The first time I read a Shakespeare play was in 7th grade. It was Romeo and Juliet, and my school was showing a Dr. Seuss version of it. I then began reading at least one Shakespeare play each year the moment I entered 9th grade.
Despite how many plays Shakespeare wrote, the only ones I have covered in depth are Romeo and Juliet, A Midsummer Night’s Dream, and Macbeth. So, when it came time to choose a play for the reading challenge category “A Shakespeare Play,” I wanted to choose one I wouldn’t typically teach in school.
Going into this play, I didn’t have any high expectations because I didn’t know much about it. All I knew was that it was a famous comedy of errors. However, after reading the first encounter between Benedick and Beatrice, I was instantly intrigued. The dynamic between the two and the barbs they exchange made me laugh constantly.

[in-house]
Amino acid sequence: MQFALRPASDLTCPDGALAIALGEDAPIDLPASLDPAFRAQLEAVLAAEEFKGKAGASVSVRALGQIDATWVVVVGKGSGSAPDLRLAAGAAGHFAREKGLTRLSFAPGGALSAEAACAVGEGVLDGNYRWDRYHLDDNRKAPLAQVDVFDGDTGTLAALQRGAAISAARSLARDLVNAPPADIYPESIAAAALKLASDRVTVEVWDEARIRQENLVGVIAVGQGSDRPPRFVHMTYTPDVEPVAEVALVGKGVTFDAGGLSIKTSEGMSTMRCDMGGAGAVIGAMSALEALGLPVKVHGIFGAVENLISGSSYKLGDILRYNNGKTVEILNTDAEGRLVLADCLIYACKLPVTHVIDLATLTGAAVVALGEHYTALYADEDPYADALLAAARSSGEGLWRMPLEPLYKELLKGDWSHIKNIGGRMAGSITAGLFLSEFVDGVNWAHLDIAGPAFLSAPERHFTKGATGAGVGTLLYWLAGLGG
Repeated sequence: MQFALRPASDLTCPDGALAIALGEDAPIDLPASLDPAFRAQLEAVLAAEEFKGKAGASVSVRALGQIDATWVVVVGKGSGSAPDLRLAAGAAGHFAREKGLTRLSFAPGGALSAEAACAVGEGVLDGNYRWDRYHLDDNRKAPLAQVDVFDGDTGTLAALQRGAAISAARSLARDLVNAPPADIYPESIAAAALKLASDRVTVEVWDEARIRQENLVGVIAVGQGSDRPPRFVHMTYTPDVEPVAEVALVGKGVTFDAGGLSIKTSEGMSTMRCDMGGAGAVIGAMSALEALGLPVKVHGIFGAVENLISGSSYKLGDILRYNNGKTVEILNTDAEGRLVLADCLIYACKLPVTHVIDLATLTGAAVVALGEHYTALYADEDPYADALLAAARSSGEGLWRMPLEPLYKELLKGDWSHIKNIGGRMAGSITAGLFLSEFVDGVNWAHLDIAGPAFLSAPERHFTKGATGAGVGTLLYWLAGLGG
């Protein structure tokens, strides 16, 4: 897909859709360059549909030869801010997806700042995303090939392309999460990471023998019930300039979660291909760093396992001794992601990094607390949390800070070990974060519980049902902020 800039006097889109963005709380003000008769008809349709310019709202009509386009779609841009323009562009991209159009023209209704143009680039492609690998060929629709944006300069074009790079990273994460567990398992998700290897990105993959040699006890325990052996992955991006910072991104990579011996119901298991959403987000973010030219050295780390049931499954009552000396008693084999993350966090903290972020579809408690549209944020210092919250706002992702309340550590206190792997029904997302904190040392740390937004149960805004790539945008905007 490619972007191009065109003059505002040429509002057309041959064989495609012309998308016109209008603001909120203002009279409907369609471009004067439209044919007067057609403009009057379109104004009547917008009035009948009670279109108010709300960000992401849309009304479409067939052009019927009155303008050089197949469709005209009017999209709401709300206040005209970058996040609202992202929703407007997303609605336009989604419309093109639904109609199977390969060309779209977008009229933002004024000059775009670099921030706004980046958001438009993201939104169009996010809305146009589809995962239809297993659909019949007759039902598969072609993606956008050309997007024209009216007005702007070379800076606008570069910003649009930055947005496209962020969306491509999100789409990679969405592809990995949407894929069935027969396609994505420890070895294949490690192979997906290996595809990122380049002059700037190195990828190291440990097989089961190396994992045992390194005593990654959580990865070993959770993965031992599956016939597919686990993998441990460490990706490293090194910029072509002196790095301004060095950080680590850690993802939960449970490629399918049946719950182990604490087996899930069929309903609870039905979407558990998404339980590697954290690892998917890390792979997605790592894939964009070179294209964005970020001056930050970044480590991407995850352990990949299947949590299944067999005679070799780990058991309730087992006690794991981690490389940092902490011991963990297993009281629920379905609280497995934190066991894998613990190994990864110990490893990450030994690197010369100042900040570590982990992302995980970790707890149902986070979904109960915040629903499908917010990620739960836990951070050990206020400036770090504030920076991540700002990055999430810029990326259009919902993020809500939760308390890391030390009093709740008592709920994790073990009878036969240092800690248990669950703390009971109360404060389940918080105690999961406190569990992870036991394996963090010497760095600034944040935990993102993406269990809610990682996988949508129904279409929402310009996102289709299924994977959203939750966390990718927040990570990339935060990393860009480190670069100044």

Unfortunately, one of the downsides to the play was the main conflict relying on Claudio believing Hero to be unfaithful.
If he truly loved her, he wouldn’t have easily believed one of the weakest examples of deception. The source of information was unreliable and what he saw and heard couldn’t be properly matched up with Hero.
Yet, it worked. This was extremely annoying. Luckily, it didn’t last long enough for it to ruin the rest of the play.
Despite that major plot point, it was a quick read, and there was enough humor to keep me entertained. After viewing the recorded production, I will write a comparison piece to see what was done well between the two.
Overall, I gave this play a 4/5 stars.